Life Lessons From the Football Field

I’m a football mom. And a pretty proud one at that.

My 13 year old son is finishing up his 6th football season and in my years of being on the sidelines, I have observed that the football field is a fantastic place to learn some important life lessons.  There are many takeaways from the game that my son can carry throughout life – both onto future football fields and off into other areas of his life.

Takeaway #1: You have never won a game all by yourself and you have never lost a game all by yourself.  And you never will.  My husband has stressed this with our son this year.  He had the opportunity to score on several occasions, but he doesn’t let that go to his head. When he makes a mistake on the field, however, he is very hard on himself. But on the football field, you can’t do any of it alone.  Both the successes and the failures are the result of how the team works as a whole.  If each offensive player doesn’t understand and carry out his role on the field, the play will fail.  If each defensive player doesn’t fulfill the responsibilities of his position, the opposing team can very easily make big and fast gains.  You are only as strong as your weakest link.  This saying applies to so many areas of life – in any situation where there is more than one person working toward a goal.

Takeaway #2: The success and the demeanor of a team is a direct reflection of its leadership.  I believe this is one of the strongest lessons that my son has learned thus far.  If the coaches work together and stress teamwork and brotherhood, hard work and commitment, respect and dedication, the team will emulate those things.  If the coaching staff is divided and doesn’t teach respect or demonstrate how to respect others, and if the coaches don’t stress teamwork and brotherhood, it is directly reflected by the team as well.  My son will tell you: It is so much more enjoyable to go to practice and to play in games with the first group of coaches leading your team. It is so much more fun and rewarding to play with a team that has been encouraged and led to become brothers.  And I can tell you: this applies to all of life. It is so much more rewarding to work for, or to be in any type of relationship with, people who are encouraging, who demonstrate respect, who are willing to work together, who are equally dedicated to the project or relationship.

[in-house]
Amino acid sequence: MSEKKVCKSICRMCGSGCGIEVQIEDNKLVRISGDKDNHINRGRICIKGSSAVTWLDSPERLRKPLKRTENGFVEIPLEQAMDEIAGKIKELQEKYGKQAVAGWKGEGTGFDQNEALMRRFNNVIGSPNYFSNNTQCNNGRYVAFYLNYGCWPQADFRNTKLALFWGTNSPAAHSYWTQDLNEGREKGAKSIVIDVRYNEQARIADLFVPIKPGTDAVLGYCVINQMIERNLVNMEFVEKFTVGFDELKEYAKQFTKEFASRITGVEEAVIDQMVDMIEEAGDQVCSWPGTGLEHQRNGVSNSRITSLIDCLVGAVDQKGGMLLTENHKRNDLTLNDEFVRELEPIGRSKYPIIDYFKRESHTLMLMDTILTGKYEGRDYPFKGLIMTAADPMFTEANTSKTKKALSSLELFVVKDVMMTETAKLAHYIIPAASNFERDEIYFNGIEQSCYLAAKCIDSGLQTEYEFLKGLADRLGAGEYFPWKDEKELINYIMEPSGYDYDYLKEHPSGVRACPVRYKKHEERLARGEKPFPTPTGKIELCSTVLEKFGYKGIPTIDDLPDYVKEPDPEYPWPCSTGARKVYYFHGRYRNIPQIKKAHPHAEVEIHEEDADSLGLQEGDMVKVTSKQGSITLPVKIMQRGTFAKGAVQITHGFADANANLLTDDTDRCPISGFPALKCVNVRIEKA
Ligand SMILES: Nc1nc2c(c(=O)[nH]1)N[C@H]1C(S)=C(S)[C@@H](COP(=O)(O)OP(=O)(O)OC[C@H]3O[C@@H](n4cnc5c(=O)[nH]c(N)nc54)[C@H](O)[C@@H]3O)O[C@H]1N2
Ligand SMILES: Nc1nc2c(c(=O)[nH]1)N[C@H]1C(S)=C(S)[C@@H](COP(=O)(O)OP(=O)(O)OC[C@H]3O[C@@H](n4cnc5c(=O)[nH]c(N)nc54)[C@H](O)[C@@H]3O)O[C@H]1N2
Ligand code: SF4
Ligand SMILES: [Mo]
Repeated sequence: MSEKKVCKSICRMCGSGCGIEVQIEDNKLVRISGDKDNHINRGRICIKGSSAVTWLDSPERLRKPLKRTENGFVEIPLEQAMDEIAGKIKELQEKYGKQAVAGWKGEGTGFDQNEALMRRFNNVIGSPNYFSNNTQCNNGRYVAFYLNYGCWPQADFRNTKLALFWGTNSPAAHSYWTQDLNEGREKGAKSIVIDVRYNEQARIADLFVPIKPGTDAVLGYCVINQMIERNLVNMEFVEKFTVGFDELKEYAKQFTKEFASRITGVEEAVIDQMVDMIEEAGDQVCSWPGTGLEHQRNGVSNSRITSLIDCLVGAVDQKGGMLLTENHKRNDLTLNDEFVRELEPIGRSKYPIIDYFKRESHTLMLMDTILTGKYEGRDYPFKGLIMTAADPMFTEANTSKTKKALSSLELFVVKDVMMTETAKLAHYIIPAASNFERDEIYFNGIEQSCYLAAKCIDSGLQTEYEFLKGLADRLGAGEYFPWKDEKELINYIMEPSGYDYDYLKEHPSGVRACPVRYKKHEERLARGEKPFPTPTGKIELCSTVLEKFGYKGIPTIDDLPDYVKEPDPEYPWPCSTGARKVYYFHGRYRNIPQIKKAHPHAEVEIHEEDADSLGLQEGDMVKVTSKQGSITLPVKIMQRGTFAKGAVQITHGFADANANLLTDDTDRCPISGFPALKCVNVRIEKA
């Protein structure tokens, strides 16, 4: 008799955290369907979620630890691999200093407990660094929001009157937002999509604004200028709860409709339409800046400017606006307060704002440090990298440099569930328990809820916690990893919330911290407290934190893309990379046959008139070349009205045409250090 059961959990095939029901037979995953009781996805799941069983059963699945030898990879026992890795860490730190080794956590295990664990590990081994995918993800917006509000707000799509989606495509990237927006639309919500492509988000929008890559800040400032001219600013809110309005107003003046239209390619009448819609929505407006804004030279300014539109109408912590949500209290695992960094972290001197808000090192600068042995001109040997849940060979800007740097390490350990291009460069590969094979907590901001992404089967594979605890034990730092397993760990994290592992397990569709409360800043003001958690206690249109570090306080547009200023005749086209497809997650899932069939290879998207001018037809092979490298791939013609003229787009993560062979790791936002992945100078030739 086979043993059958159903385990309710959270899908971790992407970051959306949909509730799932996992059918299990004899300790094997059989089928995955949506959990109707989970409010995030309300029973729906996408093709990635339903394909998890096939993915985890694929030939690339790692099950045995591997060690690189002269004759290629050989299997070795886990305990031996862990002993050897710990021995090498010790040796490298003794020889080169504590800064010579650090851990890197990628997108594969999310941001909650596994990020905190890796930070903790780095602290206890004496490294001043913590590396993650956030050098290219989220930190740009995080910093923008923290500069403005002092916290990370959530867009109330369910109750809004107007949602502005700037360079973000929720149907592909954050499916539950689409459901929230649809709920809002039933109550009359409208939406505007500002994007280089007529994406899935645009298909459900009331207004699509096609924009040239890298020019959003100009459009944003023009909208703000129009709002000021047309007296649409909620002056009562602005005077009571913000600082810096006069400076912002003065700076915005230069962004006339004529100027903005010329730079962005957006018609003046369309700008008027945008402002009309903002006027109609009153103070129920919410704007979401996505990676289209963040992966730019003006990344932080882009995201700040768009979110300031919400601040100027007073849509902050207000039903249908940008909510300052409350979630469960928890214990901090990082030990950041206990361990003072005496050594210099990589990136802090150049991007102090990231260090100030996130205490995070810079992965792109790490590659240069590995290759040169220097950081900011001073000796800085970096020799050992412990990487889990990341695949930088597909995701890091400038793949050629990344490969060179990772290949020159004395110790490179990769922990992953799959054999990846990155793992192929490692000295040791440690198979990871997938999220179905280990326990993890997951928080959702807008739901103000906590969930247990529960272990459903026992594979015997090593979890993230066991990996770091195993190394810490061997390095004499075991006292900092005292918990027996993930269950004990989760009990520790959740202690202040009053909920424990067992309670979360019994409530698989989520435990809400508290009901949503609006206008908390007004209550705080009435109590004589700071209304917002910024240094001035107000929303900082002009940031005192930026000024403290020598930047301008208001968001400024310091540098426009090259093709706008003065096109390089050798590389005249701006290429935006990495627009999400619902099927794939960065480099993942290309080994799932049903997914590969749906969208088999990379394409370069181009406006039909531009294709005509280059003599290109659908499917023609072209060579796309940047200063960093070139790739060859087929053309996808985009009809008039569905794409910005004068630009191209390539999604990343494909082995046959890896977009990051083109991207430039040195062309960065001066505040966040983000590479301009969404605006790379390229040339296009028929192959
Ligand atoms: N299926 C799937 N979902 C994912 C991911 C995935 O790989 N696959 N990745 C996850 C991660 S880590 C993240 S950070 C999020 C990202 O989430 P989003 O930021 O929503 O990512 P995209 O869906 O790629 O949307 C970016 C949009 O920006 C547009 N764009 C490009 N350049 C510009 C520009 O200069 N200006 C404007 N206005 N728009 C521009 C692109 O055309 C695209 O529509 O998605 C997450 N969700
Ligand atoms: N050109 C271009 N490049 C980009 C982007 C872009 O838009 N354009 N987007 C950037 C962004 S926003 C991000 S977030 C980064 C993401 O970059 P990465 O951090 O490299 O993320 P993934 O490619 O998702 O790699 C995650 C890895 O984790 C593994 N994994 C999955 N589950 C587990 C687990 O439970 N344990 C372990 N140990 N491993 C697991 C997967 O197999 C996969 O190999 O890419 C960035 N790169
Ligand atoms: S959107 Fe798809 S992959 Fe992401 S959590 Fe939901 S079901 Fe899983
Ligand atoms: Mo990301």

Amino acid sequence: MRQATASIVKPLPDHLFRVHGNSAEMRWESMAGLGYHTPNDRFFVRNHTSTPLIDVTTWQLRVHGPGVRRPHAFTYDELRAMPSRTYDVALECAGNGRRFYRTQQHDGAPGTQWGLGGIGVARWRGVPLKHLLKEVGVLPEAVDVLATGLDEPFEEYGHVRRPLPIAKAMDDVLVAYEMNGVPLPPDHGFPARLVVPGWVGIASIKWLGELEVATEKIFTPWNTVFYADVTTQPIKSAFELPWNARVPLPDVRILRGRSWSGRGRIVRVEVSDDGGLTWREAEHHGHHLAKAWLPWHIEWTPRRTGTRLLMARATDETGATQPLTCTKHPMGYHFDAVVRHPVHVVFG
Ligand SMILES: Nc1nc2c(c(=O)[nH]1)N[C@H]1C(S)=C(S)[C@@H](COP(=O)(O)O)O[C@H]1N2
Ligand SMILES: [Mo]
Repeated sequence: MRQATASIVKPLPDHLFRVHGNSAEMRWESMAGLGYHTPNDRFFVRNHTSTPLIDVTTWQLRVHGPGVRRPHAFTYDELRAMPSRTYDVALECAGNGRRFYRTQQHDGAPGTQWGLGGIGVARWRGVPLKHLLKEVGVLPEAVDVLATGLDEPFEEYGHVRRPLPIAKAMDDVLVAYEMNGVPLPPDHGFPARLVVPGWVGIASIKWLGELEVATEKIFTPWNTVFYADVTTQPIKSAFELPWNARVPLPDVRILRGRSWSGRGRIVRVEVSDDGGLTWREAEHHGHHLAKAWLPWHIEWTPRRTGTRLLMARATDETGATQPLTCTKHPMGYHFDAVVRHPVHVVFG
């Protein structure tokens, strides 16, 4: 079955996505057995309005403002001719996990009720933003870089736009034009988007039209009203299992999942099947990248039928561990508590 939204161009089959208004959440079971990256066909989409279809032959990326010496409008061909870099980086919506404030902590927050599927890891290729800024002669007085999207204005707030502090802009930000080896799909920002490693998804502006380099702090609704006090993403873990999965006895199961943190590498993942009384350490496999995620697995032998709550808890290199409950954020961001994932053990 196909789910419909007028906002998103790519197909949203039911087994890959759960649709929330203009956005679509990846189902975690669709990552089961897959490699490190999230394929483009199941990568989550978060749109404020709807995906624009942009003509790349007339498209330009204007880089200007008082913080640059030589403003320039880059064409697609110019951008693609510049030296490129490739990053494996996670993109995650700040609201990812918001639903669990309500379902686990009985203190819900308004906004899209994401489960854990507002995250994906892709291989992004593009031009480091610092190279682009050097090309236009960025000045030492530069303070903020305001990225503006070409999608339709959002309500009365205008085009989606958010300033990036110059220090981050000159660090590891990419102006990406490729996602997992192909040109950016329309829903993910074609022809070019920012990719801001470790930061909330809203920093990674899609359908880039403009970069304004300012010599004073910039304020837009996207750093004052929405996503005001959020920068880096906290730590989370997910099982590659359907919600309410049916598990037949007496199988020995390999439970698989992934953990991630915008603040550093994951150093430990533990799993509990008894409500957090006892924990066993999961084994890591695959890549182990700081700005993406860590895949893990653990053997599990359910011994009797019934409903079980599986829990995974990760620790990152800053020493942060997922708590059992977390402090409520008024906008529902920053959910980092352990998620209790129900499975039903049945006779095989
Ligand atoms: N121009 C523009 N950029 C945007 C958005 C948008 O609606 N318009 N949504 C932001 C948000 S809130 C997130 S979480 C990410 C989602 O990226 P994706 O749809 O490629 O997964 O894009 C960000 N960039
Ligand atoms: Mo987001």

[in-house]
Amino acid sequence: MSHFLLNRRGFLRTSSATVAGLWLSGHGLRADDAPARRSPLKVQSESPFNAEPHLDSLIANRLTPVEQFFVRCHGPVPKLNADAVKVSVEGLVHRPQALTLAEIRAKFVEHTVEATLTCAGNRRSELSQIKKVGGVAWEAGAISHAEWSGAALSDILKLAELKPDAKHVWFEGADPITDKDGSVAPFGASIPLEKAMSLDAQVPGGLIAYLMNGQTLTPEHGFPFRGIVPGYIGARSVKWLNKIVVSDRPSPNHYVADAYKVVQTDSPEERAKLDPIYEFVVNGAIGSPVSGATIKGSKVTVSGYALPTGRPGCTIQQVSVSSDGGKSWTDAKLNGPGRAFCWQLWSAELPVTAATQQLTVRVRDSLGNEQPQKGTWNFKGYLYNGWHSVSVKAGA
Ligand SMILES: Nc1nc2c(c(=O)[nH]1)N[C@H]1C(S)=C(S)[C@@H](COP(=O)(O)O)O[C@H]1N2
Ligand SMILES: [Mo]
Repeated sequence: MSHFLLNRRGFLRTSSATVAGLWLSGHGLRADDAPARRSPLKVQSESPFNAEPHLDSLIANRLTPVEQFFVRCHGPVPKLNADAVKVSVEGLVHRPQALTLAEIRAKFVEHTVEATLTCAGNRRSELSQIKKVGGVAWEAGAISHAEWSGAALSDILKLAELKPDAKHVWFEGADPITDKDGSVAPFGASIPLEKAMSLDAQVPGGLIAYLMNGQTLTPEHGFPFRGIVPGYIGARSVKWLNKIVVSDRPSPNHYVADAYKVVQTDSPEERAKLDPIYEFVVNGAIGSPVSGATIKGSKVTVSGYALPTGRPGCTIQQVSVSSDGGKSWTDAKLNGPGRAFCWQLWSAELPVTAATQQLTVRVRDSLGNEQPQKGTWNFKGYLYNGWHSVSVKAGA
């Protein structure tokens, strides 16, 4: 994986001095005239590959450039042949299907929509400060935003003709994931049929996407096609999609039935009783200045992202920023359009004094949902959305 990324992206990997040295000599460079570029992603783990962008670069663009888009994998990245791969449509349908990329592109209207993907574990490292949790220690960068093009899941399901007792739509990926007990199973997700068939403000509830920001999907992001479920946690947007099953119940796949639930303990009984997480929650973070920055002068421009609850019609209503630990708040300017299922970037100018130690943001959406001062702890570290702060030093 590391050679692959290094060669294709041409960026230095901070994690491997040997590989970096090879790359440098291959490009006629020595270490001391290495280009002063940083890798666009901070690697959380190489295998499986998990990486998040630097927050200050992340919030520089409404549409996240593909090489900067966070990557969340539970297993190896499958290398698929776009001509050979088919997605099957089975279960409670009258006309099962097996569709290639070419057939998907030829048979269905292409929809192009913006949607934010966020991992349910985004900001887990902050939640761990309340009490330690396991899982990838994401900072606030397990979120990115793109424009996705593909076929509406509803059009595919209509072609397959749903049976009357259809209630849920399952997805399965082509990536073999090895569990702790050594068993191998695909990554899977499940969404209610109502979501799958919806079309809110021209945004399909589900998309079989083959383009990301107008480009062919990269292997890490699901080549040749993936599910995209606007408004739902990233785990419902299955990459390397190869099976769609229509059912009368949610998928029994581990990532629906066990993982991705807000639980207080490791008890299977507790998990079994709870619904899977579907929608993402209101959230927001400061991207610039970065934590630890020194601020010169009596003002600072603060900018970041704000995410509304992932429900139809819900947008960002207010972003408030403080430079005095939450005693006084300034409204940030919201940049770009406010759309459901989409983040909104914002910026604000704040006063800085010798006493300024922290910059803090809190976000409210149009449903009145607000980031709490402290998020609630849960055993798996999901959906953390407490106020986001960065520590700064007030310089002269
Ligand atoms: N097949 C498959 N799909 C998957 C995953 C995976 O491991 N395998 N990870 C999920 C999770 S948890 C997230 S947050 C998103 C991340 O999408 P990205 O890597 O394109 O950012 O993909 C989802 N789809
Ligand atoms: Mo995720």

Takeaway #3: You can’t pick your coaches and you can’t pick your teammates, but you can pick what your attitude will be.  There will be seasons when you will have a difficult coach or a teammate who is hard to get along with, but how you handle it will speak volumes about your character.  If you show respect and patience, it will pay huge dividends in the end.  Others will see who you are in the attitude you portray and how you carry yourself in difficult situations.  If you get mad and throw a temper tantrum, it will be hard to overcome the negative reflection that has on your character.  If you show honor to others even when they aren’t honoring you, you can be sure that people won’t forget that either.  How do you want people to remember you?

I think it’s pretty obvious how this can be applied to every other area of life as well.

I love football.  I am so glad my son loves football.  I am so grateful that my son has had the opportunity to play for some coaches who have nurtured his love for football and who have helped him grow and develop through the game.  This will carry over throughout his football “career,” but more importantly it will carry over in some way into the rest of his life.

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